Shanghai Noon appears in an aspect ratio of approximately 2.35:1 on this Blu-Ray Disc. The transfer usually pleased.
Overall definition worked fine. A few slightly mushy shots materialized, but those remained in the minority, as most of the flick demonstrated good accuracy and definition. I noticed no issues with shimmering or jaggies, and edge haloes remained absent. Print flaws failed to be a problem in this clean image.
Noon went with a lively palette, and the colors appeared positive. At times they could be downright impressive, and they never seemed worse than pretty good. Blacks were dark and tight, and shadows showed good clarity. The image wasn’t quite strong enough for “A”-level consideration, but it held up well.
To my disappointment, Shanghai Noon came without a lossless option, so we simply got a Dolby Digital 5.1 soundtrack. At least it seemed satisfying, if not as full as it could’ve been.
The soundfield showed a forward emphasis but it offered a pretty well rounded affair in any case. The spectrum provided a nicely broad and engaging display. Sounds were placed accurately in the environment, and they moved cleanly and smoothly across channels. The score also featured very good stereo separation. The surrounds added good reinforcement and plenty of unique elements.
Audio quality also appeared to be positive. Dialogue consistently sounded warm and natural, and I discerned no concerns related to intelligibility or edginess. The music showed nice fidelity, and effects came across as clean and realistic. This was a positive presentation.
The Blu-ray repeats the old DVD’s extras. We open with an audio commentary from director Tom Dey and actors Jackie Chan and Owen Wilson. Dey and Wilson sit together for a running, screen-specific piece; Chan’s remarks come from a separate interview and get edited into the main commentary. They discuss story and character areas, sets and locations, costumes, visual design and period details, music, effects, editing, stunts and action, cast and performances, and a few other issues.
While Chan and Wilson toss in decent notes, Dey dominates this piece. That's fine with me, as he presents clear info about the movie and covers a nice array of topics. The other two help flesh out the track and make this a worthwhile listen.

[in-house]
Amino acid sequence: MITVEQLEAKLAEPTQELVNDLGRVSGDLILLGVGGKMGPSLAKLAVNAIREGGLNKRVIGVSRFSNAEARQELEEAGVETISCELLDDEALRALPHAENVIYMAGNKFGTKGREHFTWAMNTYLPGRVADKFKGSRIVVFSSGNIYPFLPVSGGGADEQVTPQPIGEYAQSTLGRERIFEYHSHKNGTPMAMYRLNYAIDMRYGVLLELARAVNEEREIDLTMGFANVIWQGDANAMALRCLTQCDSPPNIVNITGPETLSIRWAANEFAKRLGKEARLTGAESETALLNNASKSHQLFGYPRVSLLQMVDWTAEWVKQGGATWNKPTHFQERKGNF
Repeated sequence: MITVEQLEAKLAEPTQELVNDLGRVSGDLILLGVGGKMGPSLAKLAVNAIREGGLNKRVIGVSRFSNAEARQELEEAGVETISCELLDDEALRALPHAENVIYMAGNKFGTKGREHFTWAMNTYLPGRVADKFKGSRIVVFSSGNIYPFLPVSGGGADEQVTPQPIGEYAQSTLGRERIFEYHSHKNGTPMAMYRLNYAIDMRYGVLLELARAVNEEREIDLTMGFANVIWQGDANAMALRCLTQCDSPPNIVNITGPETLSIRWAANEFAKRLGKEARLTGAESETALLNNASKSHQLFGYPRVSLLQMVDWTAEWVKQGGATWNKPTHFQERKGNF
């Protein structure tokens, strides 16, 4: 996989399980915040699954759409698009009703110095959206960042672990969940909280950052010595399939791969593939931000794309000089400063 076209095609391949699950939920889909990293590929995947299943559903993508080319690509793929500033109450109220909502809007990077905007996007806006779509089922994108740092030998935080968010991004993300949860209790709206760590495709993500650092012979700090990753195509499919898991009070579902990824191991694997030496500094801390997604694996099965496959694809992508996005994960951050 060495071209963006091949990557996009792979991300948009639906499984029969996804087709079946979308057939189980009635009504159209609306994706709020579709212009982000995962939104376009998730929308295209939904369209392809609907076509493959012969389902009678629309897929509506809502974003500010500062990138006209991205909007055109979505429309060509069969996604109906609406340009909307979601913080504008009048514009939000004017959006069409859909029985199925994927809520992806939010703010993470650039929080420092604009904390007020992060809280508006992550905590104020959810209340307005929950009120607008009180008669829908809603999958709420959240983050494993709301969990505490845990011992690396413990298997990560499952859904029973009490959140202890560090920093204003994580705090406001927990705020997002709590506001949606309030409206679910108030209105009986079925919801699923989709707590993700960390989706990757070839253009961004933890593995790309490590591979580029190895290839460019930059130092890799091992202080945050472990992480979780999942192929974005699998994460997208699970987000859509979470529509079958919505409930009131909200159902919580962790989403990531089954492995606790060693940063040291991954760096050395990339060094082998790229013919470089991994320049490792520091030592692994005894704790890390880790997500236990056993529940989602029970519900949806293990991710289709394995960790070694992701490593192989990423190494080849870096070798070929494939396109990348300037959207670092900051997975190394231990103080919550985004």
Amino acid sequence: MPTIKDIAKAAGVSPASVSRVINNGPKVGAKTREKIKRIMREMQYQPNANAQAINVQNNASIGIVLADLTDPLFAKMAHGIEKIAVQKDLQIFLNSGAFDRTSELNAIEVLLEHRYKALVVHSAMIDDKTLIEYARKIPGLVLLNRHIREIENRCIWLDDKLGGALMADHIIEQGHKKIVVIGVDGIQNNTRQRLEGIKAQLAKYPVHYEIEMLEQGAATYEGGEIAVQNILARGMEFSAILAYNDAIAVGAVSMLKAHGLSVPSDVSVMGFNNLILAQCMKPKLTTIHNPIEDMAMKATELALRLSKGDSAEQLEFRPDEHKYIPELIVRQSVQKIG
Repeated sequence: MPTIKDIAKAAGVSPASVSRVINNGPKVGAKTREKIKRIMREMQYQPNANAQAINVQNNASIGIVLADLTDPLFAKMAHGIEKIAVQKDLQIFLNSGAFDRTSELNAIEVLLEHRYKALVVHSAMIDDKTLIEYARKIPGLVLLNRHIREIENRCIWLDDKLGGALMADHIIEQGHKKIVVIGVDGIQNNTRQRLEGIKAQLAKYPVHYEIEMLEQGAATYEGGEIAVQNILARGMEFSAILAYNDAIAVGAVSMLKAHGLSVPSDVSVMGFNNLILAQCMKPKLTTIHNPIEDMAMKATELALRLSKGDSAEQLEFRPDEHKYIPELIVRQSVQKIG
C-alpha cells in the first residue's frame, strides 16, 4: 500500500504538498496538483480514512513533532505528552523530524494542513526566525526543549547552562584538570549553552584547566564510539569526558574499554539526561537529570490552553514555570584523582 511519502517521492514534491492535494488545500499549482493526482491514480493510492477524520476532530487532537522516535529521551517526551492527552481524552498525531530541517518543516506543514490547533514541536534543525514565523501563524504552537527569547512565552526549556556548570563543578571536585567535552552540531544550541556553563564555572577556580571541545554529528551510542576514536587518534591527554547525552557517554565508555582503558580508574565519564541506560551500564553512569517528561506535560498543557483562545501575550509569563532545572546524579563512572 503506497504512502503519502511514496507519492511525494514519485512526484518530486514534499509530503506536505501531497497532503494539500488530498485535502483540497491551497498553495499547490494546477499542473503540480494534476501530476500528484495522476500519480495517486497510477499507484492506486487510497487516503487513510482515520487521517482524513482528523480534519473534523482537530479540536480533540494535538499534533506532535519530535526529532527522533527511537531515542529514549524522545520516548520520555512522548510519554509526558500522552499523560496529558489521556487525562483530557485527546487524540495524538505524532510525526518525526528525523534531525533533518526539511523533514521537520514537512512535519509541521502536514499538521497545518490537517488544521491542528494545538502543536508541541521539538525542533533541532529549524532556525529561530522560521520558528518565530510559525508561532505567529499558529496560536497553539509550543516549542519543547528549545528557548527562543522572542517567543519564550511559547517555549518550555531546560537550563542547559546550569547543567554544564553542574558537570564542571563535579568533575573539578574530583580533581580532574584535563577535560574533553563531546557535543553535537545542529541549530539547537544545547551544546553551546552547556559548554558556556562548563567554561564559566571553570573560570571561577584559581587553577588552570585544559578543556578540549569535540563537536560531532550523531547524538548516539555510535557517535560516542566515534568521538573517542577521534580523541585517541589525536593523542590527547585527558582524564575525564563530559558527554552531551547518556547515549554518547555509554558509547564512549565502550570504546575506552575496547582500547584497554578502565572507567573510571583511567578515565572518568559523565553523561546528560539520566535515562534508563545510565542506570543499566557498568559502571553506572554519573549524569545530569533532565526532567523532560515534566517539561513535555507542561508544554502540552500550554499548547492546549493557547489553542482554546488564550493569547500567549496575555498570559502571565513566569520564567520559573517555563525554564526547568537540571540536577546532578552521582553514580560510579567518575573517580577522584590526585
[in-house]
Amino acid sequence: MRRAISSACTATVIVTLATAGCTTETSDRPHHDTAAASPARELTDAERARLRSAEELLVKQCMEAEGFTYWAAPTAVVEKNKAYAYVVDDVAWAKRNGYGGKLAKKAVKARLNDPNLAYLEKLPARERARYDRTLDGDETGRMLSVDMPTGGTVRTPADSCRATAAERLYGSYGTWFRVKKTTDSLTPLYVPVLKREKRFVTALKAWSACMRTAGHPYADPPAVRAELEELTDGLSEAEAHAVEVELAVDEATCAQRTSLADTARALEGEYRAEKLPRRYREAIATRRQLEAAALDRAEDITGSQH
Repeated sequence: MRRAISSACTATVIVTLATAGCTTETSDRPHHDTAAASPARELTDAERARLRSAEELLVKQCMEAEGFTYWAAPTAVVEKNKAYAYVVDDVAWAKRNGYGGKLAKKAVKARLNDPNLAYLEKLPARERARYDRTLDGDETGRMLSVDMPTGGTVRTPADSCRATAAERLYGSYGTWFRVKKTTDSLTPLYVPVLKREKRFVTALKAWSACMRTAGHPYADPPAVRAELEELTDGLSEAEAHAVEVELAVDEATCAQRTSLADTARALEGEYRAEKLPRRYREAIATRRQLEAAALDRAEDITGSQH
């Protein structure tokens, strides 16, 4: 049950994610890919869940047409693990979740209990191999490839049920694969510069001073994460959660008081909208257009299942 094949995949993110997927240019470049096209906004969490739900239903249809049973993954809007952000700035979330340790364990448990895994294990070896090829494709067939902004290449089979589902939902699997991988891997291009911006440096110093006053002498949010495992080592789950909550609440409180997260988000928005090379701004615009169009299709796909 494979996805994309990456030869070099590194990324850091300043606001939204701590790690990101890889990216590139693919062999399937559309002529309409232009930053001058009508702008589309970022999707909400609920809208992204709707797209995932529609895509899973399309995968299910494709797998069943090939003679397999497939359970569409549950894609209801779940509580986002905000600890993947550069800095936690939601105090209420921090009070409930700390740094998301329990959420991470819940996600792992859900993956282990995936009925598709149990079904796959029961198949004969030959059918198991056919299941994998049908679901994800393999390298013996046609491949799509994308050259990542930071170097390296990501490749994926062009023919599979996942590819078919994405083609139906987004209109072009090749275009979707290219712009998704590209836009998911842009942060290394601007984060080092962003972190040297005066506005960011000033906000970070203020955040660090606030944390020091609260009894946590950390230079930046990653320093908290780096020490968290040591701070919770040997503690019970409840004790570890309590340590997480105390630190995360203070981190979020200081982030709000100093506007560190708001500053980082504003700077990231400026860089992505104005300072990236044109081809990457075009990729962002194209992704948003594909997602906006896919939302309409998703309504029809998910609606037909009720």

Eight Deleted Scenes fill a total of 13 minutes, 34 seconds. Most of these tend toward exposition, especially in terms of Roy’s old gang and what Wallace does with them. We also get a major action piece that showcases the end of the line for the train and some added bits from the film’s conclusion. These are actually fairly decent; I’d assume most got cut for time.
Under “Featurettes”, we get seven pieces: Making an Eastern Western (3:23), Partners (4:09), Jackie’s Comedy (3:48), Western Stunts, Eastern Style (3:39), Hanging with Roy and the Kid (2:16), Action Overload (2:41), and Choo Choo Boogie (3:09). Across these, we hear from Dey, Chan, Wilson, editor Richard Chew, and production designer Peter J. Hampton. The featurettes look at story/character topics and the film’s origins/development, the Western setting contrasted with Asian elements, stunts and action, cast and performances, comedic moments and inspirations, set design, effects and editing.
With so little time at their disposal, none of the featurettes deliver much depth, and they also tend toward praise – especially for Chan. Still, we get some nice shots from the production and find enough decent details to make the clips worthwhile. I wish the disc had come with a “Play All” option, though.
Next comes a Music Video for “Yeah, Yeah, Yeah” by Uncle Kracker. This eschews the usual movie clips and instead offers a Western battle sequence with unique footage of Owen Wilson and Jackie Chan. That makes it significantly more fun than most videos for songs from films.
The disc opens with ads for The Lone Rangerand The Muppet Movie. Sneak Peeks also provides promos for The Lion King on Broadway and Baby Daddy. We also find the trailer for Noon.
Shanghai Noon attempts a minor variation on the buddy flick with lackluster results. It never quite comes together and remains a forgettable effort. The Blu-ray gives us strong picture and audio along with a reasonably useful little set of supplements. This ends up as a quality release for a mediocre film.
Note that the Blu-ray of Shanghai Noon pairs it with its 2003 sequel. Both appear on the same disc.